Peter Labuza’s review published on Letterboxd :
Faces saw the antagonistic couple lost in their own nightmare but soldiering on after a cigarette break calms the nerves of their crazy night. Love Streams returns to the scene of the crime (yes I know it’s Cassavetes’s own house) to see what horrors await those who haunt its halls now in the Reagan era, and really it’s just a couple of ghosts. These are some self-loathing individuals in search of masochism to justify their existence in a world that literally forgot they are still even around (Rowlands explains her profession is basically helping people reach the end of their life). But that makes them aloof to the possibilities of connections they could otherwise have – Cassavetes zooms on the face of Rowland’s daughter during the court room scenes, she’s completely oblivious to the feelings her child has, while Cassavetes attracts himself to whatever great story he can get (why does he even go up to the home of his ex-wife? He knows a beating is coming and he wants it). The house is filled with photos of various women and no family members, and the halls are darkened, leaving characters in shadows.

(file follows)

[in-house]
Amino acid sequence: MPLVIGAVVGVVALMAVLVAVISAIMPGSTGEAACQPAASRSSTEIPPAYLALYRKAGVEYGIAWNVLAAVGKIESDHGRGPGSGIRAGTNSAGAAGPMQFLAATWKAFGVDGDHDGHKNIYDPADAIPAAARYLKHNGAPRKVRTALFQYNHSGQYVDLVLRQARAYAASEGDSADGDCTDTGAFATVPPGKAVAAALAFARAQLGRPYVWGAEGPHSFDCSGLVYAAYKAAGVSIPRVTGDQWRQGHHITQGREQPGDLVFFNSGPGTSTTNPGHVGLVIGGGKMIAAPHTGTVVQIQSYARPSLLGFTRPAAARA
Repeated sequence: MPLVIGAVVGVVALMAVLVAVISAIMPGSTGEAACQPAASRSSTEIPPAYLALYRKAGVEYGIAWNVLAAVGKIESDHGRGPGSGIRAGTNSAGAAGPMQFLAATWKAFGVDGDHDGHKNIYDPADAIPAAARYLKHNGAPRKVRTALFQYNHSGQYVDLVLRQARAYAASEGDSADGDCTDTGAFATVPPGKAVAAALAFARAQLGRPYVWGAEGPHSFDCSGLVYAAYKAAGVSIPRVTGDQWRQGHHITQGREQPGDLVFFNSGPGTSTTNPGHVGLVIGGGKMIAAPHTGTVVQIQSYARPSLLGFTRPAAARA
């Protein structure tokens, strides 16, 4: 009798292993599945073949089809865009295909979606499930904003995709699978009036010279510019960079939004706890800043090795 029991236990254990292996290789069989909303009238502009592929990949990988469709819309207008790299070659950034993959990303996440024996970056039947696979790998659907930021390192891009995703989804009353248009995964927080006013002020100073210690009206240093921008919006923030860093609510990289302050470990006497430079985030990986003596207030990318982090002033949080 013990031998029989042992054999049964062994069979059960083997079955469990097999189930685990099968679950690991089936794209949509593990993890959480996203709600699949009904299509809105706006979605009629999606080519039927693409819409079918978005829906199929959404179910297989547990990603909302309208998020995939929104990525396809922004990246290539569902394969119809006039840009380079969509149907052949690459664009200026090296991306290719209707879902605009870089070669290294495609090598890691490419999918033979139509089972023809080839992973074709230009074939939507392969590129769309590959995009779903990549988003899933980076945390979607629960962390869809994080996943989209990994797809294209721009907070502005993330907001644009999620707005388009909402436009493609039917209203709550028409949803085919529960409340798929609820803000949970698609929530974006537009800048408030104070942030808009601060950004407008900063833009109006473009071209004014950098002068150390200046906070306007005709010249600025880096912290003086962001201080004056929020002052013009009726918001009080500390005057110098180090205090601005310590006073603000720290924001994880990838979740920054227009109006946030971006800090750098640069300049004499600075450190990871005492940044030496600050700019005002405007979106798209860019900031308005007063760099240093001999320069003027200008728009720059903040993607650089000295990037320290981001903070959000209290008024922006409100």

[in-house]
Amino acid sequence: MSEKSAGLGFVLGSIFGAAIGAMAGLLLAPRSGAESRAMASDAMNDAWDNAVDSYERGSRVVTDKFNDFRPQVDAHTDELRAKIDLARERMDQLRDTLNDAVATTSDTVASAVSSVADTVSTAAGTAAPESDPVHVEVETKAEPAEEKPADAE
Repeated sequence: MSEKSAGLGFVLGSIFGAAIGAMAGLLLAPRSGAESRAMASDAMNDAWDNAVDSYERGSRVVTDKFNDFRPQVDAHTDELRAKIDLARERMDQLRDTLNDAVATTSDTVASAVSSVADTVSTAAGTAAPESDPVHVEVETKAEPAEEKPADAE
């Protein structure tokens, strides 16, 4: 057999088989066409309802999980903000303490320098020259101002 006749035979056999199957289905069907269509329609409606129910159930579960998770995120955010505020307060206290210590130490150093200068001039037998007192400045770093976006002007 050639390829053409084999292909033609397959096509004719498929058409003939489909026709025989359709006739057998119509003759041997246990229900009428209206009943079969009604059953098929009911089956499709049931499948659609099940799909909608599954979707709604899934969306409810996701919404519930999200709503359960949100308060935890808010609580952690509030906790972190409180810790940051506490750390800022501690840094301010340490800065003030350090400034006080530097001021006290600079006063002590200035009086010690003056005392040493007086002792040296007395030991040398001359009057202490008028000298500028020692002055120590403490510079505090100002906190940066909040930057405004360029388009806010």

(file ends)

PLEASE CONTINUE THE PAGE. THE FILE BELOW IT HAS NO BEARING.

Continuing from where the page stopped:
The camera sticks to more controlled and often revealing framing –Cassavetess zooms in as he shows his child affection for once, a gesture both of love and terror. The palette is much more expressive, the distanced looks always reveal the intimacy that this brother and sister (a plot detail barely explained, though what it ultimately accomplishes by withholding such information I find somewhat arbitrary) feel connected in a world where no one else gets them. My prejudices here, but I just don’t think Cassavetes got the drama-comedy balance in a way that Elaine May did in Mikey & Nicky - the funny moments are funny (especially the parade of animals), but I don’t think he has the same control (or really lack of control) over using humor as horror. The surreal bits with Rowlands are also somewhat on the nose (she wants to murder her husband, she’ll do anything to please), but the final opera is a strange work that felt like the stuff Coppola would later do in Tetro. It’s a haunting little sequence for a film haunted by those who, despite being tied by blood, only display expressions of love that will always be too outside normality for even each other.